His newly populated spaces became even more explosive as he painted them on an ever larger scale, enmeshing his mechanomorphs in repeating linear circuits that suggest the dynamics of interconnection through invisible energies. He began to stress the dehumanizing effects both of technology and social organization in drawings such as Insurance Policy, 1951, in which the figures are deployed like automatons in a complex structure that suggests the state or a corporation. Some of these drawings with flyspeck humans are studies for his large 1951 paintings, among them Les Roses Sont Belles which refers to Julius and Ethel Rosenberg who were executed as convicted wartime spies during the McCarthy era.
Matta's canvases of the 1950's seem to alternate between paranoid visions of technology run amuck such as The Violence of Machines, 1953 and more tender visions of regeneration in the natural world, represented here by Untitled, 1952. Or he may fuse both in a single work as he does in Hills a Poppin, 1953, where the suggested landscape appears to become a battleground bristling with weaponry and distant anti-aircraft guns, as if living in Italy, as he did, he could hear the echoes of World War II. However, it is counterproductive to try to interpret these canvases too literally, because one risks missing some of their layered implications. Matta's vision encompasses many layers of time and space and takes into account electromagnetic fields and interplanetary connections; his scale is cosmic, yet his images are often plausibly concrete. Turning of the Earth, 1955, is a spatial tour de force which takes us into the red-hot molten center of the planet where gearshifts, paddles and a central pivot seem to form a hub which drives our daily rotation; for a moment one is aware of the speed at which we spin through the "minimum of reality that we use in our half-sleep way of life."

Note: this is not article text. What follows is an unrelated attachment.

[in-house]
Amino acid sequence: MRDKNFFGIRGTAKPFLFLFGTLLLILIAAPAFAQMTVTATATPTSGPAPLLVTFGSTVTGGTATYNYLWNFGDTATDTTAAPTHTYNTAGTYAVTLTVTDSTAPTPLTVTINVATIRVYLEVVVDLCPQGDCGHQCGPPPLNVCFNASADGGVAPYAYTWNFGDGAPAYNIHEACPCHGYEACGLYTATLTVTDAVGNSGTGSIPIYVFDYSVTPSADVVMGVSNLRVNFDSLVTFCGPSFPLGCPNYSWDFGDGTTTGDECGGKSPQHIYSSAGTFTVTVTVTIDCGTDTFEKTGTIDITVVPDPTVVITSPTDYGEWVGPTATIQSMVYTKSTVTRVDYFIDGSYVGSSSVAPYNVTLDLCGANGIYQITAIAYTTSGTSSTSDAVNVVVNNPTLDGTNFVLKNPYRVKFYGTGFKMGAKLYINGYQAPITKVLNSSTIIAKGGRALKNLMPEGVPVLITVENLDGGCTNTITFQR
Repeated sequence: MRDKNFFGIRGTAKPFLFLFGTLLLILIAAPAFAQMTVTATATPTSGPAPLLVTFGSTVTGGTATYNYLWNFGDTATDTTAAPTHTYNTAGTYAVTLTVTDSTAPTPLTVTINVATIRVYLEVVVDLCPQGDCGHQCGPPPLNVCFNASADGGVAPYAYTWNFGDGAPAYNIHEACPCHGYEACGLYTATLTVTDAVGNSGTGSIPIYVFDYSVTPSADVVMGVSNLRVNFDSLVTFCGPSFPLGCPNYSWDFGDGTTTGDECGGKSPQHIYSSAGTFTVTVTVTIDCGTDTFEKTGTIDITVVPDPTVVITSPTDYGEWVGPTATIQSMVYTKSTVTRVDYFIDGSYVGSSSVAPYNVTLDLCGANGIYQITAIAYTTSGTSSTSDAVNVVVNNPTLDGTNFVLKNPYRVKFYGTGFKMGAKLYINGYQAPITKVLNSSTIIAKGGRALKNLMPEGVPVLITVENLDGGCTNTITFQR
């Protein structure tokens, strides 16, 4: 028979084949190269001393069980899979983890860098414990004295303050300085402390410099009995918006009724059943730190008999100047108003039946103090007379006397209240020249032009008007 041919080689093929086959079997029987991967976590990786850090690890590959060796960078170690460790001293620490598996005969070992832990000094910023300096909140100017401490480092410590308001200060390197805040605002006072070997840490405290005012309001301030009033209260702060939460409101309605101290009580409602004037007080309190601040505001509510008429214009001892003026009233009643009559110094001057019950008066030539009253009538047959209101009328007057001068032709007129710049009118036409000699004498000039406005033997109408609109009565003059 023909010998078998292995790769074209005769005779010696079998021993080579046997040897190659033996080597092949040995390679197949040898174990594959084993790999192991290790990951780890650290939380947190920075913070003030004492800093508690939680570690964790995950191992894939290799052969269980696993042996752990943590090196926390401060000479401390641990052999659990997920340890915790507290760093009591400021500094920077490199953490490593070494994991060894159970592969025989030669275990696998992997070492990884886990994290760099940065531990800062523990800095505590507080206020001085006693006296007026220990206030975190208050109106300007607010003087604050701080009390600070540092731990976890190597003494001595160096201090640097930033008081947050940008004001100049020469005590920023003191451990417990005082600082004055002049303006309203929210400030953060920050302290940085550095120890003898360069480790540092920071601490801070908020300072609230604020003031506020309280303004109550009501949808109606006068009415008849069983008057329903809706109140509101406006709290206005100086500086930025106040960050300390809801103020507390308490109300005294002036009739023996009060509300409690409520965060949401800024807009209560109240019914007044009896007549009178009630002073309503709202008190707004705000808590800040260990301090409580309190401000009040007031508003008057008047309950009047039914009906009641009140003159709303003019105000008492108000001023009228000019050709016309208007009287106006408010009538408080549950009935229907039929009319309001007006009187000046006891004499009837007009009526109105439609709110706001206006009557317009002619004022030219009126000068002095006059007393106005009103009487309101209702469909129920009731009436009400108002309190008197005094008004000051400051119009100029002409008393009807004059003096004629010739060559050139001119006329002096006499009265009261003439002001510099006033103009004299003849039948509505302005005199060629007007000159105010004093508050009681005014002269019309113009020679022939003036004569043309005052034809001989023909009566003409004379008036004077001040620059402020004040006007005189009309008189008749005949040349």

Geste Incarnate, 1958, with its effulgent light and flickers of iridescent color is the embodiment of what Matta calls "the light gun of painting." If this light gun, he hypothesized in 1963, "could bombard the mind from the inside and the outside, spreading out the emotional structure and illuminating it totally, we could begin to see how, when, and where emotions act and react; we could grasp reality... Human energy is a system in expansion in a universe and the real is made of oscillations, waves, beams; a world is a nexus of vibrations."
The protean canvases, up to ninety feet in length, that Matta has painted in the last half-century have been possible because he works with prodigious energy and at tremendous speed in order to keep ahead of conscious thought. What emerges is a direct transmission of preconscious experience that cannot be adequately verbalized except perhaps in poetic terms. Breton held that it was surrealism's mission to change consciousness in order to change society. It has been Matta's function to outrun the accelerating tempo of change in contemporary consciousness in order to make visible the reality, inner and outer, in which we now exist.